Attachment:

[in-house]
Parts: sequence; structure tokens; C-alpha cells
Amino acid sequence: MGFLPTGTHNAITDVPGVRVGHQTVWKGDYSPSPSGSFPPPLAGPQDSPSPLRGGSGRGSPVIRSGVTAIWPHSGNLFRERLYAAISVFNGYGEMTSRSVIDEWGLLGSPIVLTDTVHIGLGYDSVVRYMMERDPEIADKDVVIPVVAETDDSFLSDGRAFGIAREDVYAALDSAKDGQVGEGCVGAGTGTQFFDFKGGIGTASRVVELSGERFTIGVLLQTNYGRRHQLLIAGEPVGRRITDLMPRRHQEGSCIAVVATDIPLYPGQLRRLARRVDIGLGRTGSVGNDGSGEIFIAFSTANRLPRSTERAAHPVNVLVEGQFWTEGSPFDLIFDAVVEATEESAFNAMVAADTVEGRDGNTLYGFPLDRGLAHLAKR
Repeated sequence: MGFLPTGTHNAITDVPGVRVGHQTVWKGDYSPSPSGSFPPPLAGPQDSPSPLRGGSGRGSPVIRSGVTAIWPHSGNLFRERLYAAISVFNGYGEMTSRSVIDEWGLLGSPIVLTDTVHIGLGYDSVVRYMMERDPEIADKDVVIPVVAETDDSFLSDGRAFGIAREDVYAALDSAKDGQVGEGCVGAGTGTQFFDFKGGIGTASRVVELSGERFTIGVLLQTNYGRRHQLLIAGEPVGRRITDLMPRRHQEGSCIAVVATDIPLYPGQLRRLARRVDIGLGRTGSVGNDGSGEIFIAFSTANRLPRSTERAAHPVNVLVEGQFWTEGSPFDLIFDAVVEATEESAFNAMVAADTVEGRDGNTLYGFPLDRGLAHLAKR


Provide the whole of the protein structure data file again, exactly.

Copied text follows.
[in-house]
Parts: sequence; structure tokens; C-alpha cells
Amino acid sequence: MGFLPTGTHNAITDVPGVRVGHQTVWKGDYSPSPSGSFPPPLAGPQDSPSPLRGGSGRGSPVIRSGVTAIWPHSGNLFRERLYAAISVFNGYGEMTSRSVIDEWGLLGSPIVLTDTVHIGLGYDSVVRYMMERDPEIADKDVVIPVVAETDDSFLSDGRAFGIAREDVYAALDSAKDGQVGEGCVGAGTGTQFFDFKGGIGTASRVVELSGERFTIGVLLQTNYGRRHQLLIAGEPVGRRITDLMPRRHQEGSCIAVVATDIPLYPGQLRRLARRVDIGLGRTGSVGNDGSGEIFIAFSTANRLPRSTERAAHPVNVLVEGQFWTEGSPFDLIFDAVVEATEESAFNAMVAADTVEGRDGNTLYGFPLDRGLAHLAKR
Repeated sequence: MGFLPTGTHNAITDVPGVRVGHQTVWKGDYSPSPSGSFPPPLAGPQDSPSPLRGGSGRGSPVIRSGVTAIWPHSGNLFRERLYAAISVFNGYGEMTSRSVIDEWGLLGSPIVLTDTVHIGLGYDSVVRYMMERDPEIADKDVVIPVVAETDDSFLSDGRAFGIAREDVYAALDSAKDGQVGEGCVGAGTGTQFFDFKGGIGTASRVVELSGERFTIGVLLQTNYGRRHQLLIAGEPVGRRITDLMPRRHQEGSCIAVVATDIPLYPGQLRRLARRVDIGLGRTGSVGNDGSGEIFIAFSTANRLPRSTERAAHPVNVLVEGQFWTEGSPFDLIFDAVVEATEESAFNAMVAADTVEGRDGNTLYGFPLDRGLAHLAKR